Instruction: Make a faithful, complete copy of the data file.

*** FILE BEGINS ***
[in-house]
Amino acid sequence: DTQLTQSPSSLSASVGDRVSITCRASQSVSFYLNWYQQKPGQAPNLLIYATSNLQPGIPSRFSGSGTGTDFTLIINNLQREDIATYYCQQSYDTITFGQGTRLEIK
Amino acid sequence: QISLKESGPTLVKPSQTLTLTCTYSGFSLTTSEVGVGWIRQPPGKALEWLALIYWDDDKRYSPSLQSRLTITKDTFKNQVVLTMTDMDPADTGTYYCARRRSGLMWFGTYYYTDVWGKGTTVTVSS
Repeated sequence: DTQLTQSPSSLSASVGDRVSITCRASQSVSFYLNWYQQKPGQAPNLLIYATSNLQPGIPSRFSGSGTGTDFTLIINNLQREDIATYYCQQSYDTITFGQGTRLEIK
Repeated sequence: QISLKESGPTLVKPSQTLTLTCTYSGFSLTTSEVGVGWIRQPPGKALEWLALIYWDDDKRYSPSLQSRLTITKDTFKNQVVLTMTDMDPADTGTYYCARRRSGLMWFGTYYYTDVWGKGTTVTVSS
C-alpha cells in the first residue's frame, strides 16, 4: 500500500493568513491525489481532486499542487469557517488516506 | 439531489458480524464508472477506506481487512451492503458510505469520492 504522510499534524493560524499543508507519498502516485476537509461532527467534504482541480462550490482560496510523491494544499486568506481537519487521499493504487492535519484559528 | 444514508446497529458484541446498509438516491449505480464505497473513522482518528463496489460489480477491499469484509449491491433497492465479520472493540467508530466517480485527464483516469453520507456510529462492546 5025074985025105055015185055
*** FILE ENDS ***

[in-house]
Amino acid sequence: DTQLTQSPSSLSASVGDRVSITCRASQSVSFYLNWYQQKPGQAPNLLIYATSNLQPGIPSRFSGSGTGTDFTLIINNLQREDIATYYCQQSYDTITFGQGTRLEIK
Amino acid sequence: QISLKESGPTLVKPSQTLTLTCTYSGFSLTTSEVGVGWIRQPPGKALEWLALIYWDDDKRYSPSLQSRLTITKDTFKNQVVLTMTDMDPADTGTYYCARRRSGLMWFGTYYYTDVWGKGTTVTVSS
Repeated sequence: DTQLTQSPSSLSASVGDRVSITCRASQSVSFYLNWYQQKPGQAPNLLIYATSNLQPGIPSRFSGSGTGTDFTLIINNLQREDIATYYCQQSYDTITFGQGTRLEIK
Repeated sequence: QISLKESGPTLVKPSQTLTLTCTYSGFSLTTSEVGVGWIRQPPGKALEWLALIYWDDDKRYSPSLQSRLTITKDTFKNQVVLTMTDMDPADTGTYYCARRRSGLMWFGTYYYTDVWGKGTTVTVSS
C-alpha cells in the first residue's frame, strides 16, 4: 500500500493568513491525489481532486499542487469557517488516506 | 439531489458480524464508472477506506481487512451492503458510505469520492 504522510499534524493560524499543508507519498502516485476537509461532527467534504482541480462550490482560496510523491494544499486568506481537519487521499493504487492535519484559528 | 444514508446497529458484541446498509438516491449505480464505497473513522482518528463496489460489480477491499469484509449491491433497492465479520472493540467508530466517480485527464483516469453520507456510529462492546 5025074985025105055015185055